The Louis Vuitton Foundation, an extremely complex structure
25 June 2014 - Projects update and handover - France
The Louis Vuitton Foundation building, which has been compared to a cloud, a chrysalis and a sailing ship, will open to the public in Paris in the autumn of 2014. The Foundation's building, a centre of art and culture designed by architect Frank Gehry, was a one-of-a-kind technological challenge. VINCI was selected to build it with the help of its many partners and to coordinate the project.
It is made up of 12 huge glass facades and takes inspiration from the long tradition of glass buildings such as the Grand Palais in Paris as well as the Winter Palace and the Palmarium, the glass and steel structures that graced the Jardin d'Acclimatation in the 19th century and attracted Parisians wishing to explore and stroll in the park.
A work of art in its own right, the Louis Vuitton Foundation building presented a wide range of technical challenges. VINCI rose to them all by leveraging its general contracting capabilities and mixing the expertise of VINCI Construction France,VINCI Construction Grands Projets, and VINCI Energies to organise the work collectively and come to grips with the uniquely complex project.
The Louis Vuitton Foundation at the edge of Paris's Jardin d'Acclimatation park is not easy to describe. Bernard Arnault chose Frank Gehry, the architect of the Guggenheim Museum in Bilbao and the Walt Disney concert hall in Las Vegas, among other buildings, to design a suitable setting for the Louis Vuitton Foundation's contemporary art collection, which is set to open in the autumn of 2014.
The initial wood and paper mock-up of the project appeared to defy the conventions and rules of construction with its inventive volumes, audacious cantilevered overhangs and layered combinations of elements and materials.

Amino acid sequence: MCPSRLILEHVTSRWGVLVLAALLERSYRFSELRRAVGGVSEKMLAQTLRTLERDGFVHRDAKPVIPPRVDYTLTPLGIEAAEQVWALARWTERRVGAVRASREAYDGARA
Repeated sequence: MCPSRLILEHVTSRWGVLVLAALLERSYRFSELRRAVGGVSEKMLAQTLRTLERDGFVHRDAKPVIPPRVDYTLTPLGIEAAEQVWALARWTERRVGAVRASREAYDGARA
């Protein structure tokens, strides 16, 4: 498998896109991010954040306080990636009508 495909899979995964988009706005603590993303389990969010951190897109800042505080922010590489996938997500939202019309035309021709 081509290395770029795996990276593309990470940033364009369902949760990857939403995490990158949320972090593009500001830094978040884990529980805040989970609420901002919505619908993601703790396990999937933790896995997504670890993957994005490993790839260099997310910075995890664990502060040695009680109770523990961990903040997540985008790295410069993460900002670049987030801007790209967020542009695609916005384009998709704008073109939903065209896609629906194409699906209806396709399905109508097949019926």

Frank Gehry submitted sketches and mock-ups rather than blueprints and the project gradually crystallised, as it went back and forth between the designer and his engineering office, into a scale model and a 3D model.
In terms of construction, the main feature of this project is the lack of a dominant works package. Usually this is the concrete structural work and the other works packages are grafted onto it. Here, the three main works packages – civil engineering, envelope and glass facades (with the first two breaking down into the metal frame and concrete work and the "icebergs" and glass envelopes) – are completely intertwined in terms of structure and construction.
Overall, the structural and envelope design took 1,500,000 hours to complete. After the summary geometry unit was set up, the first step consisted in correcting the reference surfaces, which were initially very complex, in order to be able to build them. This six-month "streamlining" process made it possible to start industrial fabrication of the 3,600 curved elements for the glass facades, the 19,000 fibre cement panels of the facades and their bearing structures. For example, the system for installing the cladding panels made of ultra high performance fibre-reinforced concrete was re-designed to meet the architect's complex surface requirements.
To facilitate dialogue with the project manager, VINCI Construction France decided to use Digital Project, the 3D design tool of Frank Gehry's engineering office – a first – and then set up a Building Information Modeling type organisation – another first – to give the five design offices (of four different nationalities) involved in the structural engineering, and later the suppliers and subcontractors (80 in all), access to the data and enable them to exchange information.
To organise the work, draw up the schedule for the teams and define the resources needed (tooling and lifting), the company again turned to the BIM model to set up a lean management inspired method, the Last Planner System (LPS), which brings together all the people involved in a work segment to orchestrate it in detail within the context of the worksite as a whole. Each work segment in one of the 22 predefined building zones had to accommodate the overall assembly. Starting in May 2012 and for 18 months, the latter was dictated by the assembly of the glass facade elements, which had to be phased according to the structure's ability to support temporary forces.
A third innovation was needed to enable the various tools and systems used by the different design offices to communicate and exchange information with each other: the "collaborative structural platform" developed by the VINCI Construction Grands Projets Design and Structural Engineering department, which won a Management prize in the VINCI 2013 Innovation Awards.
The Louis Vuitton Foundation project adopted an exemplary environmental programme and was selected as a pilot project during the drafting of a new HQE® guidance document dedicated to cultural buildings.
Discover the stages of the construction of the Louis Vuitton Foundation with the video below (French) :
2014 - opening in the autumn
12 glass facades
3D - use of the BIM technology
1 500 000 hours of work required for the structural and envelope design studies